After a campaign, initiated by the Irish Cancer Society, was met with mixed reaction last month, the chief executive of the organisation has decided to address the criticism.

Referring to the 'I Want to Get Cancer' initiative, John McCormack this week extended his apologies to anyone who was affected by the advertising campaign, but maintained that the purpose of the initiative was to raise even further awareness of the regularity with which people are diagnosed in Ireland.

"Cancer takes far too many lives, and being reminded of its destruction can make people feel vulnerable and raw," he said. "But I would like to get one thing absolutely clear, and that is that this campaign was undertaken to save lives.That was our one and only motivation."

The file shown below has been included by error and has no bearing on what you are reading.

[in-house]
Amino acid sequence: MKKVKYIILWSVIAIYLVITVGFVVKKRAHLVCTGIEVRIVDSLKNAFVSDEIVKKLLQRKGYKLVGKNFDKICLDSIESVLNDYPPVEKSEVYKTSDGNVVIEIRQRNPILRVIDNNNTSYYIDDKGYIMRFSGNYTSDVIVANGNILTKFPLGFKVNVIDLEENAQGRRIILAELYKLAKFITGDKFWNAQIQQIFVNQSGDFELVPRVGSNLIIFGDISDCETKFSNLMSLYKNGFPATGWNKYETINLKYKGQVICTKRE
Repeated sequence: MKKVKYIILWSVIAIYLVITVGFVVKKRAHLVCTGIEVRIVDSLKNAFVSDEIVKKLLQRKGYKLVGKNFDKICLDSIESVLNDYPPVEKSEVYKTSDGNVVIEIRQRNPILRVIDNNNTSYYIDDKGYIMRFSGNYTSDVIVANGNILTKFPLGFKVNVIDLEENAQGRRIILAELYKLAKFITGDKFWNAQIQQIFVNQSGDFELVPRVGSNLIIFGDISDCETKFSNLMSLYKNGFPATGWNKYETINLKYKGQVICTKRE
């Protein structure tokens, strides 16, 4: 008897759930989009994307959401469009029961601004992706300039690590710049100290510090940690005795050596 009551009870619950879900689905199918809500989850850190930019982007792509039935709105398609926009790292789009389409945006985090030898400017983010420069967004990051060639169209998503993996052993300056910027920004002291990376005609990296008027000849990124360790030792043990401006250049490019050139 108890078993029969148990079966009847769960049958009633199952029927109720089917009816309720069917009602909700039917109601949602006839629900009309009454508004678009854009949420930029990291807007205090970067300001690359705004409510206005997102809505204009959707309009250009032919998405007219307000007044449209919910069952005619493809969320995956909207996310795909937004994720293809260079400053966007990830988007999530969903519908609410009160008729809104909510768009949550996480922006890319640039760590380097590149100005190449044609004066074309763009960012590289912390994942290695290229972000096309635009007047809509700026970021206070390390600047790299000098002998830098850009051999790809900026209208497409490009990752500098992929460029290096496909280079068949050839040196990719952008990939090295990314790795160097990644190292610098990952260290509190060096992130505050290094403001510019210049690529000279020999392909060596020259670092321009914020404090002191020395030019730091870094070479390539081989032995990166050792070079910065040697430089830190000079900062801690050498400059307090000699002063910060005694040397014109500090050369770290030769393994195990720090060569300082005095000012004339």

"While the merits of our campaign were being debated in the papers and on the airwaves, 150 people a day were hearing the words, 'You have cancer'. One person every three minutes – that's 40,000 people a year," he added.

Acknowledging the distress the campaign caused among members of the public, Mr McCormack extended his sympathies and acknowledged the impact the nature of the campaign had on many.

"My team and I also deal with some very difficult calls, People reached out to us as they were hurt by our campaign and it reignited a grief that was so very hard to bear," he said.

"This was often a direct consequence of the cancer diagnosis that the person, their friend or their family had received."

"On behalf of the society, I want to acknowledge the hurt that our campaign may have caused people. That was never our intention," he insisted.

"And to anyone that has lost a loved one to cancer, I am truly sorry," he said.